215f8ff2106c5f32b7fdedb6d4884566.ppt

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Lecture 14 – Queuing Systems Topics • Basic structure and components • Performance measures • Steady-state analysis and Little’s law • Birth-death processes • Single-server and multi-server examples • Flow balance equations

Structure of Single Queuing Systems Input source Arriving customers Queue Service mechanism Exiting customers Note 1. Customers need not be people; other possibilities include parts, vehicles, machines, jobs. 2. Queue might not be a physical line; other possibilities include customers on hold, jobs waiting to be printed, planes circling airport.

Components of Model Input Source The size of the “calling population” may be modeled as infinite or finite. Calculations are easier in the infinite case and in many cases this is a reasonable approximation (bank, pizza parlor, blood bank). Queuing Discipline First-come first-served (FCFC or FIFO) is the most frequent assumption, but priority ordering is important in some settings. Service Mechanism One or more servers may be placed in parallel.

Queuing Applications System Arrival Process Service Process Bank Customers Arrive Tellers serve customers Pizza parlor Orders are phoned in Orders are driven to customers Blood bank Pints of blood arrive via donation Patients use up pints of blood Shipyard Damaged ships sent Ships are repaired to shipyard for repair & return to sea Printers Jobs arrive from computers Documents are printed

Typical Performance Questions What is the. . . 1. average number of customers in the system? 2. average time a customer spends in the system? 3. probability a customer is rejected? 4. fraction of time a server is idle? These questions are aimed at characterizing complex systems. Analyses used to support decision-making. In queuing (and most analyses of complex stochastic systems), design takes the form of asking “what if ” questions rather than trying to optimize the design.

Multiple Servers, Single Queue What is average wait in the queue? What is average time in the system?

Multiple Servers, Multiple Queues What is average wait in the queue? What is average time in the system?

Notation and Terminology N(t ) = # of customers in the system at time t 0 Pk(t ) = probability exactly k customers in system at time t, given # in system at time 0 s = # of parallel servers k = mean arrival rate (expected # of arrivals per unit time) k = mean service rate (expected # of departures per unit time) (Both k and k assume k customers are in system)

If k does not depend on # of customers in system, k = . If there are s servers, each with the same service rate, then k = s for k s and k = k for 0 k < s. s = customer service capacity per unit time r = /s = utilization factor (traffic intensity) The systems we study will have r < 1 because otherwise the # of customers in the system will grow without bound. We will be interested in the steady-state behavior of queuing systems (the behavior for t large). Obtaining analytical results for N(t ), Pk(t ), . . . for arbitrary values of t (the transient behavior) is much more difficult.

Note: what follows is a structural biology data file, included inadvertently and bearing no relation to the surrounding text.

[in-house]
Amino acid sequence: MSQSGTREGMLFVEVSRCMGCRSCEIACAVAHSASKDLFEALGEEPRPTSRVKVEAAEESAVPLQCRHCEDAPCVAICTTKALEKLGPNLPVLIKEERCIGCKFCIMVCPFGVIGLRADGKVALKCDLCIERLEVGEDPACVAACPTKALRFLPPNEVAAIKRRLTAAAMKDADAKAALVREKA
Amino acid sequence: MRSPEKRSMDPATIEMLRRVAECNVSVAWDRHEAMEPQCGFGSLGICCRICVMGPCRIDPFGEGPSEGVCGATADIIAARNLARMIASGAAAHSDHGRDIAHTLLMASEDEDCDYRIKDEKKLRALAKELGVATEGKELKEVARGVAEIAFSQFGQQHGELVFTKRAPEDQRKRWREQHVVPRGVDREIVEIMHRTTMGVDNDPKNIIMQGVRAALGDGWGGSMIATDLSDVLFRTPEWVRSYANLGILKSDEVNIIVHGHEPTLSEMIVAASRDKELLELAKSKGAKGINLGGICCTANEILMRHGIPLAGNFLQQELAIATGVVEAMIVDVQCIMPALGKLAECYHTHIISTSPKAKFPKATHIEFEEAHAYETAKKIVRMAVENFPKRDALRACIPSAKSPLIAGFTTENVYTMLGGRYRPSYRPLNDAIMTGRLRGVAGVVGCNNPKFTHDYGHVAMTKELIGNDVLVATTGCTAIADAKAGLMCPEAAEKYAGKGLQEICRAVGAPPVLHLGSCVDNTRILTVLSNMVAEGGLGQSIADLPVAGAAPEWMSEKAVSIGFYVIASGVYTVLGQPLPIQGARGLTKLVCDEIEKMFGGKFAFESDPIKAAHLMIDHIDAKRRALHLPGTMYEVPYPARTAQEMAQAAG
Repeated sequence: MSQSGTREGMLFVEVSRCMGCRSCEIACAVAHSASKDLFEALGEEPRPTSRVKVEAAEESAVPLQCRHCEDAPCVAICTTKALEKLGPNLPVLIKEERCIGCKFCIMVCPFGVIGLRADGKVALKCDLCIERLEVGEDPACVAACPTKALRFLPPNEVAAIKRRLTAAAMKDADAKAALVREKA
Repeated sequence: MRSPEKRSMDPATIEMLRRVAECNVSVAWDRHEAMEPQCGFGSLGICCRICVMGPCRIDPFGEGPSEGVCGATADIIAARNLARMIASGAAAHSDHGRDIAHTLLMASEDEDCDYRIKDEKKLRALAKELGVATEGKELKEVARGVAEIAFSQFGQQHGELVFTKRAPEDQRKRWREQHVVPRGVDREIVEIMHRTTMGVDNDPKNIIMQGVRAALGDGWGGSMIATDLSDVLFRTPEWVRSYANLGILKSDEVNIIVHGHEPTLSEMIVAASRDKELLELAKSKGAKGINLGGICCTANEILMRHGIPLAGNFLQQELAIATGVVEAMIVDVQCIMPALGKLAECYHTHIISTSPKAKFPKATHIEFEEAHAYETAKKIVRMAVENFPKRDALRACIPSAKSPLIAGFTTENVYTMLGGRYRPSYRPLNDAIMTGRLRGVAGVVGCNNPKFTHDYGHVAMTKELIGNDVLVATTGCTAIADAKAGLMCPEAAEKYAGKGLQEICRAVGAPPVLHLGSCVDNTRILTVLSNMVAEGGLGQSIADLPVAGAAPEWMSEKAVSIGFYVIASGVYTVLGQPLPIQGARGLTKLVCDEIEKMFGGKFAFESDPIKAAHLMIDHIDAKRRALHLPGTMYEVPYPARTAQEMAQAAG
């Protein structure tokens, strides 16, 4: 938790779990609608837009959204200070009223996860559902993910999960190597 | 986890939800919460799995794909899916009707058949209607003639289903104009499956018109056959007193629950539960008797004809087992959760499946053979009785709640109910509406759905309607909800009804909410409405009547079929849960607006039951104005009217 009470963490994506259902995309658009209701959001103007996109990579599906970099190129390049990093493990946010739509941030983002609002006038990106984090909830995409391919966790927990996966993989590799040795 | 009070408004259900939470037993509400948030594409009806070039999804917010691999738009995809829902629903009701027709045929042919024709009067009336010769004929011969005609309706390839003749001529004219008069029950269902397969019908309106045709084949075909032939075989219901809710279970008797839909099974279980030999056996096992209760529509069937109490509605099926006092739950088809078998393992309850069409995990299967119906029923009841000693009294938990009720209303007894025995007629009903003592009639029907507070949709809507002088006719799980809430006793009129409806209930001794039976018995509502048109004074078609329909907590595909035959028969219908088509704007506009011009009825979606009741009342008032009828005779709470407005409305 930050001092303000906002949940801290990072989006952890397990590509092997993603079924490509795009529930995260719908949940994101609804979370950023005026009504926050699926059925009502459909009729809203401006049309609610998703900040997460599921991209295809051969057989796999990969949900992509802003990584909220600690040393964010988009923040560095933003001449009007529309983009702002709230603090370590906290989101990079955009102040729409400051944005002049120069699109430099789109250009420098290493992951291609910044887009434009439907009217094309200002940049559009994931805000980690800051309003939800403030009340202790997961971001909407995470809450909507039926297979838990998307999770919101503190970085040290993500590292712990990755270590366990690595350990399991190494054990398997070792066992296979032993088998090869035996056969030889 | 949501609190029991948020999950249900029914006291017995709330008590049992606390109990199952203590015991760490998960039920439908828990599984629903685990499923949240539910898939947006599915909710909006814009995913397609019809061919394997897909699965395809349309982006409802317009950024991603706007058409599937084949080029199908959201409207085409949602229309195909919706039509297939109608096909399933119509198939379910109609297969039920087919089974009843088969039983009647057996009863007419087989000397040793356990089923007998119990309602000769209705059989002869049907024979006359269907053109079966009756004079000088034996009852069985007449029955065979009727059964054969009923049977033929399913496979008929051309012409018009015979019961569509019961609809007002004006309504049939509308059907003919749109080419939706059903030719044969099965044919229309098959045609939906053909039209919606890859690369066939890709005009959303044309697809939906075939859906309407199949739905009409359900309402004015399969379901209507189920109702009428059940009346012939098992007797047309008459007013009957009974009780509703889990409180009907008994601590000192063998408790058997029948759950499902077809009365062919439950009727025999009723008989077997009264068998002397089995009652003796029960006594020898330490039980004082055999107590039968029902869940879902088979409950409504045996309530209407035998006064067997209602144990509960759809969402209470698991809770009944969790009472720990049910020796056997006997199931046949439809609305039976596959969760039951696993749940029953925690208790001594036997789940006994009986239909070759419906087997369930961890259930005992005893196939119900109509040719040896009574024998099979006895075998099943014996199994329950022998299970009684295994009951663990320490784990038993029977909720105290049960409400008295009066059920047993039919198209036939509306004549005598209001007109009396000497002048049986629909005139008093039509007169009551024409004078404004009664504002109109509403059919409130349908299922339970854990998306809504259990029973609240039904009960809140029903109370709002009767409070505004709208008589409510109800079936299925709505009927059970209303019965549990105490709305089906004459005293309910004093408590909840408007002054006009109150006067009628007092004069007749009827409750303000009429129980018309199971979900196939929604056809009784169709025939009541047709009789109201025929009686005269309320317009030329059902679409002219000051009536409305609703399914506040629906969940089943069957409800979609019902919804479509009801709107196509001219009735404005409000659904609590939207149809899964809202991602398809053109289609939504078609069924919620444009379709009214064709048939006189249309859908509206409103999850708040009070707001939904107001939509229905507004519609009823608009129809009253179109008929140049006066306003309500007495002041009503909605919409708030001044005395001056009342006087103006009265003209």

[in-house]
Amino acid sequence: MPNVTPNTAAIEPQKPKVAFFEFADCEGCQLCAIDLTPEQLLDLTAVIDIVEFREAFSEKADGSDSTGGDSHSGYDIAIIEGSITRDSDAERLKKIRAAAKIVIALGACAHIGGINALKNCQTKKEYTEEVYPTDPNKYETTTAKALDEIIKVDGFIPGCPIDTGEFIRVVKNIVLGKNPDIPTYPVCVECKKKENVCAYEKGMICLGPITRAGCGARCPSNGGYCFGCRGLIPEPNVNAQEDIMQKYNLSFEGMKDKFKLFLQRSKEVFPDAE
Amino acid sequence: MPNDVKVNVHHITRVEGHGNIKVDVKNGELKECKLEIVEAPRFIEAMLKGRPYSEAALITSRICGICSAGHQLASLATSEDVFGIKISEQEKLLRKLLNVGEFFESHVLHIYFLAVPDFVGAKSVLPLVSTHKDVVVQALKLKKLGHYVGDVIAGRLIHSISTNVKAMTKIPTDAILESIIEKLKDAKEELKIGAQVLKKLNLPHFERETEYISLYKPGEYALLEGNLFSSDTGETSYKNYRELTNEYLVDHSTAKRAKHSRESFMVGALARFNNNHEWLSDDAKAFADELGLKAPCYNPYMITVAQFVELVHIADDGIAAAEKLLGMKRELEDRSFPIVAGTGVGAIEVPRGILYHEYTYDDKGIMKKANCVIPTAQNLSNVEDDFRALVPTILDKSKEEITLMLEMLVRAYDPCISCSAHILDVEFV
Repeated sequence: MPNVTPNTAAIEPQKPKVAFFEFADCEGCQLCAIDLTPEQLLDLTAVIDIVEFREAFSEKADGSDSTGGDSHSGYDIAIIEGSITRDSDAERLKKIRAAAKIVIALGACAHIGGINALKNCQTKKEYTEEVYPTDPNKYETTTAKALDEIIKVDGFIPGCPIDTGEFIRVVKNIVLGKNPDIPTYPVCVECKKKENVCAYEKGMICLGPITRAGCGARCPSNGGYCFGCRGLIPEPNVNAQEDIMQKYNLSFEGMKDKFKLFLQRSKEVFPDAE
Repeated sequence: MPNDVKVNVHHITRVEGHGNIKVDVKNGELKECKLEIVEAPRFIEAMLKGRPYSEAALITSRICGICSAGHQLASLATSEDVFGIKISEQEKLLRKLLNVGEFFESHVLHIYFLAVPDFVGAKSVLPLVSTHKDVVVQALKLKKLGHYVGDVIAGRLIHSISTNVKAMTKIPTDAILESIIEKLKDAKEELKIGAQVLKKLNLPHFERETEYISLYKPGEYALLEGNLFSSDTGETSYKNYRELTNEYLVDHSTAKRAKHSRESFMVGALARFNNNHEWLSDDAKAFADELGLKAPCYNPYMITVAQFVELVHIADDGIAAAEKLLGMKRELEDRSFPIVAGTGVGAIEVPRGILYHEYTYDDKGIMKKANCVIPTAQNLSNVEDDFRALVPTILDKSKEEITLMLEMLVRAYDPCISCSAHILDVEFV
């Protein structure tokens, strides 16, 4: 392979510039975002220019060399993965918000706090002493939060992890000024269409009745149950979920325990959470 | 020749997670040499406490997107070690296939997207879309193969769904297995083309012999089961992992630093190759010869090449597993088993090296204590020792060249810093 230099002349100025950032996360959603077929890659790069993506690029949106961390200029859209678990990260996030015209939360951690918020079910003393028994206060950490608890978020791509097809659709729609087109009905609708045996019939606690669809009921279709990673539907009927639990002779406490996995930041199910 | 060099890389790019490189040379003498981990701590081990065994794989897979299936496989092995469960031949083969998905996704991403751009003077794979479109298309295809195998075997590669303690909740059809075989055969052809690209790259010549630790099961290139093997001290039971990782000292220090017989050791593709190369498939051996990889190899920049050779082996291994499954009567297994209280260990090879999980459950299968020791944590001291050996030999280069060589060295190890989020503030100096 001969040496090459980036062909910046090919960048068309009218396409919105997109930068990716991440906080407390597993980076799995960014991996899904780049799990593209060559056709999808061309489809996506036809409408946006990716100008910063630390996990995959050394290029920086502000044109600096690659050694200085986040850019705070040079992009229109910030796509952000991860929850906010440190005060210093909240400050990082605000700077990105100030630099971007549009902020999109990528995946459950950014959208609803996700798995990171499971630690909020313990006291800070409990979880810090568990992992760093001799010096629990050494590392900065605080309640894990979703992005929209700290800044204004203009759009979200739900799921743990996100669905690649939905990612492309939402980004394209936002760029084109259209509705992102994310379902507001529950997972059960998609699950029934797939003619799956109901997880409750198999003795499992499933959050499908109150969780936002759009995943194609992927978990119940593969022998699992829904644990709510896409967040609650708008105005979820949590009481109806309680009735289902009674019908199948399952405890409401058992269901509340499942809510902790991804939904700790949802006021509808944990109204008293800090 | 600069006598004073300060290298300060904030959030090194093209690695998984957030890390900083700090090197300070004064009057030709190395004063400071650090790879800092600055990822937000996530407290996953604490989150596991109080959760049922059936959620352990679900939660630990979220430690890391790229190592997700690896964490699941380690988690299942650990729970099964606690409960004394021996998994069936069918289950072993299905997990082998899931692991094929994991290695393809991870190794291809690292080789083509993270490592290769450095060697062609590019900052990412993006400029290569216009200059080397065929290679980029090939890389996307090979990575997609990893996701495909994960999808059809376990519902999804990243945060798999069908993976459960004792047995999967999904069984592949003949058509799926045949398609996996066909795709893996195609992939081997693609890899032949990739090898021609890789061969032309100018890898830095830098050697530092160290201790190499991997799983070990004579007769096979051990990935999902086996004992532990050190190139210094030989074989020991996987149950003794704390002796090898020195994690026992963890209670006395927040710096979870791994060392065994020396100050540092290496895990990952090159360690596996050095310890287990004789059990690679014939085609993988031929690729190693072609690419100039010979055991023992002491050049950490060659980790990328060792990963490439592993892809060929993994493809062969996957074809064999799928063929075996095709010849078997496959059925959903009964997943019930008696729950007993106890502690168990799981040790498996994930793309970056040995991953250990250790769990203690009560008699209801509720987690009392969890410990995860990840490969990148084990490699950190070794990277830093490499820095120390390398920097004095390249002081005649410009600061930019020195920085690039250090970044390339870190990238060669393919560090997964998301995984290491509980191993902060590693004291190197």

Notation for Steady-State Analysis pk = probability of having exactly k customers in the system L = expected number of customers in the system Lq = expected queue length (doesn’t include those being served) W = expected time in system, including service time Wq = expected waiting time in the queue (doesn’t include service)

Little’s Law For any queuing system that has a steady state and has an average arrival rate of , L = W For example, if the average waiting time is 2 hours and customers arrive at a rate of 3 per hour then, on average, there are 6 customers in the system. Similarly, Lq = W q If k = for all k 1 then W = Wq + 1/ (1/ is the mean service time here)

Benefit of Little’s Law These three relationships allow us to calculate all four quantities L, Lq, W and Wq (once one of them is known). L = W requires no assumptions about arrival or service time distributions, the size of the calling population, or limits on the queue.

Birth and Death Processes Applications in a variety of areas, but in queuing “birth” refers to the arrival of a customer while “death” refers to the departure of a customer. Recall, N(t ) = # of customers in the system at time t. Assumptions 1. Given that N(t ) = k, the pdf governing the remaining time until the next birth (arrival) is exp( k) k = 0, 1, 2, . . . 2. Given that N(t ) = k, the pdf governing the remaining time until the next death (service completion) is exp( k) k = 1, 2, . . . 3. All random variables are assumed to be independent.